An exploration of string theory and the delicacy of relationships, Constellations is a complex idea executed with brilliant simplicity. A beekeeper, Roland (Leon Ford), and a theoretical physicist, Marianne (Alison Bell), meet at a barbeque. From there, all the pivotal moments in their potential relationship are shown, with dozens of possible outcomes.
Constellations will resonate with anyone who’s ever looked back on a relationship and wondered where they might be if certain events never took place. Marianne is passionate about quantum physics, which claims the existence of ‘multiverses’ — parallel universes coexisting with infinite possibilities within them. “Every choice that you ever and never made,” she hypothesises, already exists. Cleverly, the narrative structure also reflects this theory.
While the non-linear plot is complex, the rest is quite straightforward and it’s surprisingly easy to follow. With a minimalistic set and very few sound effects, there’s a lot riding on the script and chemistry between Ford and Bell – both do a sensational job of keeping up the fast-paced dialogue. Nick Payne’s intricate script heavily relies on nuances of tone and delivery, which impacts the outcome of each scenario.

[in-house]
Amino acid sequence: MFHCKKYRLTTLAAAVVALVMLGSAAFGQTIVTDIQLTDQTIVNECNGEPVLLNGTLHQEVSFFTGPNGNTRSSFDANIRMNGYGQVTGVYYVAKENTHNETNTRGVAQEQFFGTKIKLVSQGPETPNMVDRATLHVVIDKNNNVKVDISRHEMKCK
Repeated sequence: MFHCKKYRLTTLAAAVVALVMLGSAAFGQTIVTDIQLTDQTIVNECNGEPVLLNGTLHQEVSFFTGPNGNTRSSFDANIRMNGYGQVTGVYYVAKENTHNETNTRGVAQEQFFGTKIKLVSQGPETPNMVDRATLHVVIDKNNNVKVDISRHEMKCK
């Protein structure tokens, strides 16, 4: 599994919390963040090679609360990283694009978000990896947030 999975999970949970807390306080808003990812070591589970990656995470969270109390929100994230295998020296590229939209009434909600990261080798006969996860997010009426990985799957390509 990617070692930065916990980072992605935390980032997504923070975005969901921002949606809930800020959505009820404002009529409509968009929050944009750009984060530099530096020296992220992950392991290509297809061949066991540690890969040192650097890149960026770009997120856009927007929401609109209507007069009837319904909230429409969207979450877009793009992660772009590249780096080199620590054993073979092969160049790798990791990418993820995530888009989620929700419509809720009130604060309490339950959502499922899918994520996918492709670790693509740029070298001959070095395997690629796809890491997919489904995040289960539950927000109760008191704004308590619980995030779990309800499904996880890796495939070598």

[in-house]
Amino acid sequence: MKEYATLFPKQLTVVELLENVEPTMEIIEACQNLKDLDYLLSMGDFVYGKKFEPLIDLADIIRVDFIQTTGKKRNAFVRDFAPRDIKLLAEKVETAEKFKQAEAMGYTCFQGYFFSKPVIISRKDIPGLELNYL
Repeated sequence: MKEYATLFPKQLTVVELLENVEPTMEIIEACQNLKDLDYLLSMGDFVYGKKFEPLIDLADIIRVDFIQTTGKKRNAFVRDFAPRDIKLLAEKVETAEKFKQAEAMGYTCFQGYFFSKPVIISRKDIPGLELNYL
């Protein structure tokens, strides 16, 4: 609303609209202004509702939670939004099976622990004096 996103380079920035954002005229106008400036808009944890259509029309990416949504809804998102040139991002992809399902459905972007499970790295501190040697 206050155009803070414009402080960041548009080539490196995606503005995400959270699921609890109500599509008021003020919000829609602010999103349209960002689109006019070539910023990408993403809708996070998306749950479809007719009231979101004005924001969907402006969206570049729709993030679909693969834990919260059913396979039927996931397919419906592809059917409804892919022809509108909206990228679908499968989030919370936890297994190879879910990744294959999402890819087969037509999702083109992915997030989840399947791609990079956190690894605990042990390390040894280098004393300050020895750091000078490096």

If Constellations were a movie, it would be one you’d need to watch several times before truly grasping the brilliance of the work. Running with the idea of quantum string theory, it’s baffling to think how many different ways the story could have gone, and whether (in another universe) the characters of Marianne and Roland could have reached their capacity of emotional depth. But considering the scientific inspiration behind the story, it’s probably best that their relationship be kept relatively simple.
Regardless of this, Constellations doesn’t disappoint. What begins as a quirky game of ‘what if?’ between potential lovers turns on its head and proves to be absolutely heartbreaking.